Direct injuries to the bottom of the heel can produce pain that is independent of the fascia. The bottom of the heel contains a small network of nerves, as well as fat padding. A small pillow of tissue can also be found in this area, and is known as the subcalcaneal bursa. This pad of tissue, or bursal sac, is part of a system of little shock absorbers that protect prominent bone tissue throughout the body. People have bursal sacs throughout the body, but under the heel one is not born with it. They develop over time after the bottom of the heel receives chronic stress and pressure. I tend to see these form and become inflamed more readily in people that have a heel bone with more of a pointed shape to the bottom of the heel. Gradual pressures causes inflammation to form in these bursal sacs, and direct injury to the heel tissue, such as when one steps on a rock or other hard object, can also result in inflammation to the bursa (bursitis), or simply may cause a bruise to form. The plantar fascia can become injured with this tissue, or the bursitis and bruise can form independently.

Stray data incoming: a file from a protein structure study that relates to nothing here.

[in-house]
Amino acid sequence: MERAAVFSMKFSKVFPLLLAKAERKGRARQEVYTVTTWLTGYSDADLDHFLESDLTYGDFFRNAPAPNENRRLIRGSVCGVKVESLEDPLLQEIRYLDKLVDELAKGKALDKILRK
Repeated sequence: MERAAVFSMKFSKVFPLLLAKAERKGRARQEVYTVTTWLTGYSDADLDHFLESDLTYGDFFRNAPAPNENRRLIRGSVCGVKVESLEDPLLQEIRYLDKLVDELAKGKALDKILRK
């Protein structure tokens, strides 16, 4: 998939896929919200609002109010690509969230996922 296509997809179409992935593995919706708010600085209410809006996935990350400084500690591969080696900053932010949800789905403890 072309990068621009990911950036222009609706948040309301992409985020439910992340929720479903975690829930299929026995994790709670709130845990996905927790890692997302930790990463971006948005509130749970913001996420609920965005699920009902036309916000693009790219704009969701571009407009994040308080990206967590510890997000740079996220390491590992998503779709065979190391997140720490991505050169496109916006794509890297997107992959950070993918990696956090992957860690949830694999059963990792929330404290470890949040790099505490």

The result is the sensation of sharp pain or strong aching when direct pressure is applied to the heel, particularly when it strikes the ground during walking. Pain is rarely present when one is at rest, and generally the pain stays in the direct undersurface of the heel without extending to the arch or ankle.